As self-insured employers know well, low back and neck pain are the top sources of healthcare spending in the U.S. The costs largely come from spending on treatment options like surgeries, injections, and imaging scans.
Though common, expensive treatment options actually aren’t the best way to treat most cases of musculoskeletal (MSK) pain – especially if patients are offered alternatives early on. As a physical therapist, I’ve seen the impact treatment timing can have on both costs and outcomes for people with musculoskeletal pain.
To start, exercise therapy is an effective – and affordable – first-line treatment for MSK pain. Early access and utilization of exercise therapy also lowers MSK costs by preventing disability and subsequent surgeries. Yet, few Americans participate in exercise therapy programs to reduce MSK-related pain.
Typically, people with a MSK condition will first seek care from a primary care provider. Often there is a “wait-and-see” approach to treating MSK pain that starts with a course of medications. Once the medications are no longer effective at reducing pain, some adults are referred to physical therapy for exercise therapy, but more often than not they are referred to a specialist and receive injections, advanced imaging, and surgery.
As a clinician, I saw this first-hand when I treated patients after joint replacement who never saw a physical therapist or participated in an exercise therapy program before undergoing surgery. I was shocked by how common this was in clinical practice, knowing that it goes against clinical practice guidelines and contributes to higher healthcare utilization and costs.
As a clinical researcher, I spent the next several years investigating this phenomenon and discovered that key barriers for patients participating in exercise therapy are convenience and engagement in the program.
Why digital care makes sense for musculoskeletal pain
Fortunately, digital care products and programs for musculoskeletal pain are novel solutions to fix the gap in receiving exercise therapy earlier in the course of care for MSK pain. The vast majority of MSK conditions can be addressed conventionally at home with exercise therapy and pain education. And technology can optimize patient engagement through a patient-centric user experience.
When I was deciding on the next step in my career, I was attracted to Fern by the idea that people in pain can access high-quality care as soon as they need it, and from their location of choice. And this was even before the pandemic disrupted how people access care.
Even under normal circumstances, it’s not always easy to access physical therapy, exercise therapy or pain education. Depending on their insurance and financial situation, the cost of a co-pay or out-of-pocket expense, time, and travel distances can be significant barriers.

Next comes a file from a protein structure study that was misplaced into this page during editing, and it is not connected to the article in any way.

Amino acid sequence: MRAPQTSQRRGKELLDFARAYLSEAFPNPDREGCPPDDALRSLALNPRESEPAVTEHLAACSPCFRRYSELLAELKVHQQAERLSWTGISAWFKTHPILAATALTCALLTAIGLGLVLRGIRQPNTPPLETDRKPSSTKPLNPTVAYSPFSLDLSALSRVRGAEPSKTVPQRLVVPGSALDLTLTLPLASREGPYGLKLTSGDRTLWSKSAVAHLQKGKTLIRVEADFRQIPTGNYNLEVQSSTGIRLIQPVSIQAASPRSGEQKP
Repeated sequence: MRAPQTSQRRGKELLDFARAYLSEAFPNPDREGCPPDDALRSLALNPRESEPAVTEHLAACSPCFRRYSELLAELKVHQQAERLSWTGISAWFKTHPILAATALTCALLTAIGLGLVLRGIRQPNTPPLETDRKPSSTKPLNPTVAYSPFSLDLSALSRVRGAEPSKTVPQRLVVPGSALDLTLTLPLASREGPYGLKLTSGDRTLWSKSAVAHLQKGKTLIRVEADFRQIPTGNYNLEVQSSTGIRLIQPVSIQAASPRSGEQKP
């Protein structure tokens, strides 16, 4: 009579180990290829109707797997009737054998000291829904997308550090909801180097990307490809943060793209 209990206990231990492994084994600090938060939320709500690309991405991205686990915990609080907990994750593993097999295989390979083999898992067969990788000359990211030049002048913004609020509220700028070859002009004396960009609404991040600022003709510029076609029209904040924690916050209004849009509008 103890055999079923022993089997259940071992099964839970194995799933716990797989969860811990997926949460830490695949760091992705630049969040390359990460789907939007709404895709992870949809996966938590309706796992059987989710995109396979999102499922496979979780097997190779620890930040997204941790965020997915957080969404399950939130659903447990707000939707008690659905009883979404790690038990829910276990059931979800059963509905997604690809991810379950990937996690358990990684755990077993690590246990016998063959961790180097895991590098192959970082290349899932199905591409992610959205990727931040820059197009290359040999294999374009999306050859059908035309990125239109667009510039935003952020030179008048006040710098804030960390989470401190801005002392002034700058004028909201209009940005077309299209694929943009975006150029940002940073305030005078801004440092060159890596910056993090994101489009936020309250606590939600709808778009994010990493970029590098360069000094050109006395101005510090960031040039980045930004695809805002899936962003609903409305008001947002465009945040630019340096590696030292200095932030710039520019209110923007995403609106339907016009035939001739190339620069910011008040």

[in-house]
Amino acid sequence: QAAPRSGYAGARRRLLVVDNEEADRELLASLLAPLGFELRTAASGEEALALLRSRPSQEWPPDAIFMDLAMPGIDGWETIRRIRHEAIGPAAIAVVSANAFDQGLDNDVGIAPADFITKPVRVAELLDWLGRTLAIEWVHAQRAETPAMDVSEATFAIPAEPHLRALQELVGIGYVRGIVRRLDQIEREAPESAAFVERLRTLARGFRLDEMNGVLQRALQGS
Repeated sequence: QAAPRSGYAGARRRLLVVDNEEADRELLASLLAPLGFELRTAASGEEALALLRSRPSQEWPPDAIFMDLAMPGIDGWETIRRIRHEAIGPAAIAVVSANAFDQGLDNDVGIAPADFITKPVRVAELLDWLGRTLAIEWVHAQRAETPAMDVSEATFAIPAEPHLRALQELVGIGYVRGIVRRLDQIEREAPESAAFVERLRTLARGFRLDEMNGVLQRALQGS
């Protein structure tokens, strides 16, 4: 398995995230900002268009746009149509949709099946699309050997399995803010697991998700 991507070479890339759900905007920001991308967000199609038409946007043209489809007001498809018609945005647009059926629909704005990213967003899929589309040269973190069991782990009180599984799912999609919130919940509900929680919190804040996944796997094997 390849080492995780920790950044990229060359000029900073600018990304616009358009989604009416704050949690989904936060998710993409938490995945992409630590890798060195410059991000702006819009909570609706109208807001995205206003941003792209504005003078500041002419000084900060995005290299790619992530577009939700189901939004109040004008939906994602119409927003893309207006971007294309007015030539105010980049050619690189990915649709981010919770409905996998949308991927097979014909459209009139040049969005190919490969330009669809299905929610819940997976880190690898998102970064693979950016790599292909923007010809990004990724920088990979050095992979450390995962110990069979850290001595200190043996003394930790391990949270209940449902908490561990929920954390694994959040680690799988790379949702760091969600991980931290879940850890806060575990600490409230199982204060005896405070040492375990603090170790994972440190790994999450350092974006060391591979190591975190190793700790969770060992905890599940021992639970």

Because the Fern Health program is delivered through your phone, there aren’t the usual barriers to entry associated with receiving exercise therapy by an in-person physical therapist. The program also integrates pain education, which not all clinicians have the opportunity to discuss with their patients at length over multiple sessions.
Like in a physical therapy appointment, the Fern program first makes sure the exercises are safe and appropriate for the individual patient.
We also ask about how members are feeling about their pain to screen for what are called “yellow flags” – thought patterns or other psychological symptoms that can get in the way of recovery. We track how our pain neuroscience brain training and lessons impact those thought patterns. Members also talk about any roadblocks or challenges with their Health Coach.
Once we determine the program is appropriate, members can get started right away with their daily dose of exercises. The exercise therapy piece of Fern uses exercises that are essential to any physical therapy program for back pain. We address range of motion, strength, flexibility, and other competencies that are key to recovery.
I talked about what happens when people in pain don’t get the right treatment at the right time. But what about when they do? People with chronic musculoskeletal pain who see a physical therapist first are 85% less likely to receive an opioid prescription. And those whose treatment program includes both exercise therapy and psychological components see a more significant and longer-lasting reduction in pain than those who try exercise therapy alone.
Whether your care options are limited because of the pandemic or more everyday barriers, it’s challenging for many people to access back pain treatment as soon as they need it. Timing counts, and I’m proud that the Fern program can meet people right away, wherever they are.
Meredith Christiansen, DPT, PhD, is a Clinical Research Scientist at Fern Health.